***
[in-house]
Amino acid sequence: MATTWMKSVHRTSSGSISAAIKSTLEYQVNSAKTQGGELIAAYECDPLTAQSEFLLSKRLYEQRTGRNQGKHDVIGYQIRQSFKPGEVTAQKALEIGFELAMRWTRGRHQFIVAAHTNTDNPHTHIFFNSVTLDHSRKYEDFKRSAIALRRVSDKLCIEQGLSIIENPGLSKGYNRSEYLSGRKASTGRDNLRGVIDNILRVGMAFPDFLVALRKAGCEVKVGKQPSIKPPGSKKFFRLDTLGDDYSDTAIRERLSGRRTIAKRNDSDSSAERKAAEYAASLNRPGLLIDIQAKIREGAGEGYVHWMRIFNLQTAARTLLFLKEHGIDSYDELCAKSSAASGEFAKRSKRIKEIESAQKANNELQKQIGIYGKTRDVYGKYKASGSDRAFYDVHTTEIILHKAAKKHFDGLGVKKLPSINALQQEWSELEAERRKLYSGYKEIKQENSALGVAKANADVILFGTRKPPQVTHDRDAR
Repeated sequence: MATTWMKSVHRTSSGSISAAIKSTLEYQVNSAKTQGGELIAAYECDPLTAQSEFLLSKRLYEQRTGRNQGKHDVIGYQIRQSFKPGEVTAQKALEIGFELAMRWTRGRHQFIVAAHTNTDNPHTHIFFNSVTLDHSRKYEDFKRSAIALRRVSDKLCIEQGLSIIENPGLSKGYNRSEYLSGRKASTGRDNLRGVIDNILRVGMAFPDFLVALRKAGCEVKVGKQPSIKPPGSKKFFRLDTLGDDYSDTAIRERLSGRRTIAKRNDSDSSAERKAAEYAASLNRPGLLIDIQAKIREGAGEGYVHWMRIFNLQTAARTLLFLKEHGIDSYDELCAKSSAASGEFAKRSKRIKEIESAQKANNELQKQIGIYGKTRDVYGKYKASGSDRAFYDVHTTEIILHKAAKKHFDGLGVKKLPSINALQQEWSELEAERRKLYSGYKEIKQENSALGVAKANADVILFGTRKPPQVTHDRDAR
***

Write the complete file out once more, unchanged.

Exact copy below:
[in-house]
Amino acid sequence: MATTWMKSVHRTSSGSISAAIKSTLEYQVNSAKTQGGELIAAYECDPLTAQSEFLLSKRLYEQRTGRNQGKHDVIGYQIRQSFKPGEVTAQKALEIGFELAMRWTRGRHQFIVAAHTNTDNPHTHIFFNSVTLDHSRKYEDFKRSAIALRRVSDKLCIEQGLSIIENPGLSKGYNRSEYLSGRKASTGRDNLRGVIDNILRVGMAFPDFLVALRKAGCEVKVGKQPSIKPPGSKKFFRLDTLGDDYSDTAIRERLSGRRTIAKRNDSDSSAERKAAEYAASLNRPGLLIDIQAKIREGAGEGYVHWMRIFNLQTAARTLLFLKEHGIDSYDELCAKSSAASGEFAKRSKRIKEIESAQKANNELQKQIGIYGKTRDVYGKYKASGSDRAFYDVHTTEIILHKAAKKHFDGLGVKKLPSINALQQEWSELEAERRKLYSGYKEIKQENSALGVAKANADVILFGTRKPPQVTHDRDAR
Repeated sequence: MATTWMKSVHRTSSGSISAAIKSTLEYQVNSAKTQGGELIAAYECDPLTAQSEFLLSKRLYEQRTGRNQGKHDVIGYQIRQSFKPGEVTAQKALEIGFELAMRWTRGRHQFIVAAHTNTDNPHTHIFFNSVTLDHSRKYEDFKRSAIALRRVSDKLCIEQGLSIIENPGLSKGYNRSEYLSGRKASTGRDNLRGVIDNILRVGMAFPDFLVALRKAGCEVKVGKQPSIKPPGSKKFFRLDTLGDDYSDTAIRERLSGRRTIAKRNDSDSSAERKAAEYAASLNRPGLLIDIQAKIREGAGEGYVHWMRIFNLQTAARTLLFLKEHGIDSYDELCAKSSAASGEFAKRSKRIKEIESAQKANNELQKQIGIYGKTRDVYGKYKASGSDRAFYDVHTTEIILHKAAKKHFDGLGVKKLPSINALQQEWSELEAERRKLYSGYKEIKQENSALGVAKANADVILFGTRKPPQVTHDRDAR